When the term spread is small or close to zero, then there is uncertainty about the economy. When the spread is negative then investors do not want to borrow for the long-term.
The term spread is also indicative of future interest rates and inflation. Interest changes directly affect short-term bonds. When rates increase, the value of existing short-term bonds will fall and their yields will increase. The value of existing bonds have to fall becomes new short-term bonds are available at a higher interest rate.
Read more: Interest rate risk — When Interest rates Go up, Prices of Fixed-rate Bonds Fall
If the term spread is positive and large, it means it is bound to decrease (one cannot say when). That is, short-term yields are currently low and are about to increase.
For this to happen, the price of short-term bonds has to decrease. Meaning, rates of new bonds have to be higher. Meaning the RBI will have to increase rates (due to increasing inflation). The monetary review policy is slated for today. Inflation has recently increased, but the hope is the RBI will maintain status quo.
If the term spread become negative or at least small positive or near-zero, it means it is bound to increase. That is short-term yields are high and are about to decrease.
Meaning the value of short-term bonds have to increase, which will happen when the RBI decrease rates (due to falling inflation). This is possible assuming that the rates are positive and can be decreased (one cannot go beyond zero!).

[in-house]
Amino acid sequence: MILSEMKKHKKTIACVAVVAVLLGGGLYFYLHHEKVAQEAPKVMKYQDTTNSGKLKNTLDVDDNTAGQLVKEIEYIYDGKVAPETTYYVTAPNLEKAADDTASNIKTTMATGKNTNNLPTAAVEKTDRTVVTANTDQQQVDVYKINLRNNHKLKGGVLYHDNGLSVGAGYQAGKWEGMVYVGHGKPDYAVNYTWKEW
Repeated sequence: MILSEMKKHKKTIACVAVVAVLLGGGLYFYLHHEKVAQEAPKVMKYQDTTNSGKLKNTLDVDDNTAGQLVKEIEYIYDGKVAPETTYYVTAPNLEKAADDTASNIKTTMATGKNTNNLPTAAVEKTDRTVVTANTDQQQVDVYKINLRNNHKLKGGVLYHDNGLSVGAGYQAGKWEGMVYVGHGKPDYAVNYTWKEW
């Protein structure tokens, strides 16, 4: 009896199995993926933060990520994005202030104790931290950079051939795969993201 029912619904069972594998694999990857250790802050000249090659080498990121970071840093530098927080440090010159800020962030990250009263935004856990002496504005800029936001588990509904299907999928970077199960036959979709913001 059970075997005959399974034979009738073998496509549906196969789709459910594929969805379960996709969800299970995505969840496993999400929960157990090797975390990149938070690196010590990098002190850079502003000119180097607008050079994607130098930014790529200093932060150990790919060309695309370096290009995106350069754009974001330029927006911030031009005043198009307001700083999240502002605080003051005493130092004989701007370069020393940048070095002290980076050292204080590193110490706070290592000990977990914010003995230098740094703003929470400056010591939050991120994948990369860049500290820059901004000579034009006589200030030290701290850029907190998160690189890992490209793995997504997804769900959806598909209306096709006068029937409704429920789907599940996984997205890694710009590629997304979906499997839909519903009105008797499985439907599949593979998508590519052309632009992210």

This is how the rate cycle works. Let us now look at past data and see if some sense can be made out it.
The term spread is the black line. Let us focus on only that and the green line (right axis) – the Nifty. It is not easy to make one-to-one correspondence, but the following observations can be made.
- During the bull run from 2002, the terms spread was a healthy positive.
- As the markets crashed in 2008, the term spread dropped close to zero.
- Its revival (due to sharp drop in interest rate) was short lived and it started falling from April 2010 signalling the start of a bear market.
- The sharp downside spike in July 2013 was due to RBI effort to contain the fall of the Rupee.
- Notice that the increase in Nifty in early 2014 was not correlated to the term spread. It still hovered about zero. An indication that the rally was euphoria driven.
- It is only in the last 6 months or so the term spread has inhed above zero, thanks to 3 rate cuts this year.
- The future is uncertain
Can the term spread be used for asset allocation?
“The term spread is an indicator for economic activity” –Macro-Based Parametric Asset Allocation (pdf file of a research paper)
Perhaps a clear drop in term spread after being a healthy positive for aprolonged period can be used a trigger for decreasing equity. Similarly, an increasing term spread can be trigger for increasing equity. As always such things are easier said than done and is so much easier to make such statements with the benefit of hindsight.
‘Prolonged period’, and ‘clear drop’, those are the key factors. It is not always easy to identify trends. If there are rapid up and down swings, the metric is not of much use.
Like any metric, the term spread cannot obviously be used on it own to make investment decisions. However, it does give you a reasonable indication of the state of the economy.